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Don't Let Dietary Restrictions Spoil Your Party

By HERWriter
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diet and nutrition Monkey Business/Fotolia

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It seems more and more common to hear about people who either can’t or won’t eat certain foods. But in an age when dietary restrictions are the norm, being a “picky eater” is not always a choice. Navigating social gatherings, whether you are the host or the guest, can be easier said than done.

If you are the host or hostess, inviting a “picky eater” can make your planning more difficult. Some guests may choose not to eat certain foods due to voluntary diet choices, such as following a vegetarian diet. Other guests may have dietary restrictions due to gastrointestinal (GI) medical conditions, including an under-recognized condition called exocrine pancreatic insufficiency (EPI). EPI is a condition where the pancreas does not produce enough enzymes needed to properly digest food, which can result in unpleasant symptoms such as frequent diarrhea, abdominal gas, bloating, stomach pain and greasy stools with a very bad odor.

Dr. Roshini Raj, gastroenterologist and medical host on Good Day NY and the TODAY Show, offers tips for hosts and guests dealing with dietary restrictions.

If you are hosting a party, consider these ideas to make the event great for all your guests:

  • Communicate early – If you know or even suspect someone on your list has dietary restrictions, talk to him or her well in advance of your event to find out what those restrictions are.

  • Let guests help themselves – If your guest has just one or two foods they can’t eat, you may feel safe to work around those restrictions. If the list is longer, invite your guest to bring a dish or two that they know are “safe” for their dietary concerns to make sure they won’t go hungry.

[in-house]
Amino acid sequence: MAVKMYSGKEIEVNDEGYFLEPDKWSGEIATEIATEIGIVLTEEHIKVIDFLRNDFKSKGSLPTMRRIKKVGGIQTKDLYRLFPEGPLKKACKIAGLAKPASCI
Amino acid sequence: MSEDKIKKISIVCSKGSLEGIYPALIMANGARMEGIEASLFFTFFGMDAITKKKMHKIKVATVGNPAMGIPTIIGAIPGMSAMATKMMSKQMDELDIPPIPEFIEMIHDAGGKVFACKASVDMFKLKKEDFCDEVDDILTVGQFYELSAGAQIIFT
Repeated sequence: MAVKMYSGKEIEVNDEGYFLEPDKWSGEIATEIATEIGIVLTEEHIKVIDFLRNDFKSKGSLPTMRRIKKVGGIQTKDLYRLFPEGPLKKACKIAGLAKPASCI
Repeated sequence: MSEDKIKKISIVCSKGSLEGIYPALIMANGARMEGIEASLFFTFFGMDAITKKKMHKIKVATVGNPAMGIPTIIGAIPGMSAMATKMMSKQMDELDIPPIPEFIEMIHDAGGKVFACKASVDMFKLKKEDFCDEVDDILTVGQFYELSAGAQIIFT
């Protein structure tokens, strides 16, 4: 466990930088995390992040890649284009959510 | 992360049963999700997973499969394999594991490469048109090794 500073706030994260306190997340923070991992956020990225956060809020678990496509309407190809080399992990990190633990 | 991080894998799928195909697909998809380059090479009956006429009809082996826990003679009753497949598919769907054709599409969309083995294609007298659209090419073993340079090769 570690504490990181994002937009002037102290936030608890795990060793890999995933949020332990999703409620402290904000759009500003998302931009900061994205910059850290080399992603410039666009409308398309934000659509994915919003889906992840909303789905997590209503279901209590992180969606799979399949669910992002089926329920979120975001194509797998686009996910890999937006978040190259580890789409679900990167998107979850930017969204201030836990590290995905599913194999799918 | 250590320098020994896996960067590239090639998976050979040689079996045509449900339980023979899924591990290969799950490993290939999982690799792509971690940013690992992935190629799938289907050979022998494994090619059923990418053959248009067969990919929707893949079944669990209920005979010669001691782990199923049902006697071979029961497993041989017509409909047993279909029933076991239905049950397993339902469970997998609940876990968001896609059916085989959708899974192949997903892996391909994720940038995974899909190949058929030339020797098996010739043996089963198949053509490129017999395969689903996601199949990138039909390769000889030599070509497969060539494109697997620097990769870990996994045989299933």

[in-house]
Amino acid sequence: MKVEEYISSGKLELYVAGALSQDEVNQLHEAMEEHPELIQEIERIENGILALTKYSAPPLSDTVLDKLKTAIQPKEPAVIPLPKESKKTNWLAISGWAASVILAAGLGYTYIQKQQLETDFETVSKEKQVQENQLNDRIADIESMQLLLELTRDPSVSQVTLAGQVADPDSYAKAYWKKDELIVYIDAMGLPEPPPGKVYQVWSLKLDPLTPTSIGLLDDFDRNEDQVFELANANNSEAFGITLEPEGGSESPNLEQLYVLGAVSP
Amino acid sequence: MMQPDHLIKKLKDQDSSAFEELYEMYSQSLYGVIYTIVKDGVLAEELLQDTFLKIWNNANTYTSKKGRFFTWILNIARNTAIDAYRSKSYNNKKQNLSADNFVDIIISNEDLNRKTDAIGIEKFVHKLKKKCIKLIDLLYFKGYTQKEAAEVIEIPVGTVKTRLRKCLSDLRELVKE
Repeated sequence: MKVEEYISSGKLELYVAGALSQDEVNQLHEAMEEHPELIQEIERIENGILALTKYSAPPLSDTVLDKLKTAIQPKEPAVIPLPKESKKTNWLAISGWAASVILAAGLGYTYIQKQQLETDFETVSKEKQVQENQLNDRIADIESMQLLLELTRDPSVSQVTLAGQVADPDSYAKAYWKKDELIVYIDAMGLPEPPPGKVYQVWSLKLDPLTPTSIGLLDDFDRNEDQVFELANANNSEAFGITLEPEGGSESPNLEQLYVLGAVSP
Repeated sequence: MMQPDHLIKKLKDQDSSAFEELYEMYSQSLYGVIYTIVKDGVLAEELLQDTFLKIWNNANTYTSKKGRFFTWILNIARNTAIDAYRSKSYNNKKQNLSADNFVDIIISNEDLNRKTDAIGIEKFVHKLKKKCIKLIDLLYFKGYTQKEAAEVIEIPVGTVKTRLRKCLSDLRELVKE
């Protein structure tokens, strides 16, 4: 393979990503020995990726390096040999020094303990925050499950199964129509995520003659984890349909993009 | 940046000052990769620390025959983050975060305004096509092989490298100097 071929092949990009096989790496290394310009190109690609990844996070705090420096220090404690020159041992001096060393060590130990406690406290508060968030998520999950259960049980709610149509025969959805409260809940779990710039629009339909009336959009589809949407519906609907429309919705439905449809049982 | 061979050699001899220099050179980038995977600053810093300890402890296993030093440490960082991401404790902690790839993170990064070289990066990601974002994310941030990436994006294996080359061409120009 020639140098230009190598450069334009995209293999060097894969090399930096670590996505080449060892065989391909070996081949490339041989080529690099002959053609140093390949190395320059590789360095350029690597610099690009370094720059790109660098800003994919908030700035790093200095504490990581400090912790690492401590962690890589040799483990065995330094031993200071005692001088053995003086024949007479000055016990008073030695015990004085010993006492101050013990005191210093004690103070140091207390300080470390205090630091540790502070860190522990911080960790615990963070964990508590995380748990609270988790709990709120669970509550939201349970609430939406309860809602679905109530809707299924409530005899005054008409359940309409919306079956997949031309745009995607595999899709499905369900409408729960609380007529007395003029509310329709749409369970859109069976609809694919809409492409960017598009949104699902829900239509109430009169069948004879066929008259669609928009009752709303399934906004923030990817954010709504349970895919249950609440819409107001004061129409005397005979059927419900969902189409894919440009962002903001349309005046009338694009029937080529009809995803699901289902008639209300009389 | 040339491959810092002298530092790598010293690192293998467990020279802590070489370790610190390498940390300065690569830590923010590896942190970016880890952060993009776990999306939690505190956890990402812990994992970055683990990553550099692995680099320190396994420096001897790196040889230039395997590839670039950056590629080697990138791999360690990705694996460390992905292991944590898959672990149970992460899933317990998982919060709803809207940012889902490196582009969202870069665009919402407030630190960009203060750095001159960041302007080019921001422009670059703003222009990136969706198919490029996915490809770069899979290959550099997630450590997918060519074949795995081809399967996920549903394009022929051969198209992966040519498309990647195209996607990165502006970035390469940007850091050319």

• Plan for the unknown – If there are guests on your list that you don’t know well, or at all, plan for the most common diet restrictions. Vegetarian and gluten-free are some of the most common special requests. So make sure you have at least one dish that meets each of these requirements.

  • Offer non-alcoholic beverages – Alcohol can irritate the GI tract. So if you have guests with GI issues, be sure to offer a non-alcoholic punch or other drinks as an alternative to your signature cocktail.

If you have GI issues, plan ahead to protect your health and help your host plan a great party. Consider these tips for guests from Dr. Raj:

  • Volunteer information – Whether the host is your best friend or the friend of a friend that you’ve never met, he or she will appreciate knowing in advance that you have dietary restrictions. Communicate what your needs are and offer to bring a dish that you know you can eat to make your host’s job easier.